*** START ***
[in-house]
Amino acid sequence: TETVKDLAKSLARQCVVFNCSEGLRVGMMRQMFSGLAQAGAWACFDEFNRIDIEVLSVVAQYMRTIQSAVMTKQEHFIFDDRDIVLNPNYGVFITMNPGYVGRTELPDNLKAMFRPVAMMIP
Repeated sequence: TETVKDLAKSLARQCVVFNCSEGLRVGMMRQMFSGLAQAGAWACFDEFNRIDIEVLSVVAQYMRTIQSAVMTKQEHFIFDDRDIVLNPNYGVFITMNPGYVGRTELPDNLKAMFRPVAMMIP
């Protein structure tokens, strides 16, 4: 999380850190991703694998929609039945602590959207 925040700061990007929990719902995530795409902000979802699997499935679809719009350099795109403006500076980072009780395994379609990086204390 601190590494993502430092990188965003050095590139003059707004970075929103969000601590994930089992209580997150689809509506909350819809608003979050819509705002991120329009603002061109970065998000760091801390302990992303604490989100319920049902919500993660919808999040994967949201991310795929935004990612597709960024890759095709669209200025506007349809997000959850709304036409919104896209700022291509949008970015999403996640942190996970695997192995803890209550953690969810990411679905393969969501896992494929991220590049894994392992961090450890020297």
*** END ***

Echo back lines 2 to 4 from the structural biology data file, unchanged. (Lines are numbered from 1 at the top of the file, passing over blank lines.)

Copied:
Amino acid sequence: TETVKDLAKSLARQCVVFNCSEGLRVGMMRQMFSGLAQAGAWACFDEFNRIDIEVLSVVAQYMRTIQSAVMTKQEHFIFDDRDIVLNPNYGVFITMNPGYVGRTELPDNLKAMFRPVAMMIP
Repeated sequence: TETVKDLAKSLARQCVVFNCSEGLRVGMMRQMFSGLAQAGAWACFDEFNRIDIEVLSVVAQYMRTIQSAVMTKQEHFIFDDRDIVLNPNYGVFITMNPGYVGRTELPDNLKAMFRPVAMMIP
């Protein structure tokens, strides 16, 4: 999380850190991703694998929609039945602590959207 925040700061990007929990719902995530795409902000979802699997499935679809719009350099795109403006500076980072009780395994379609990086204390 601190590494993502430092990188965003050095590139003059707004970075929103969000601590994930089992209580997150689809509506909350819809608003979050819509705002991120329009603002061109970065998000760091801390302990992303604490989100319920049902919500993660919808999040994967949201991310795929935004990612597709960024890759095709669209200025506007349809997000959850709304036409919104896209700022291509949008970015999403996640942190996970695997192995803890209550953690969810990411679905393969969501896992494929991220590049894994392992961090450890020297």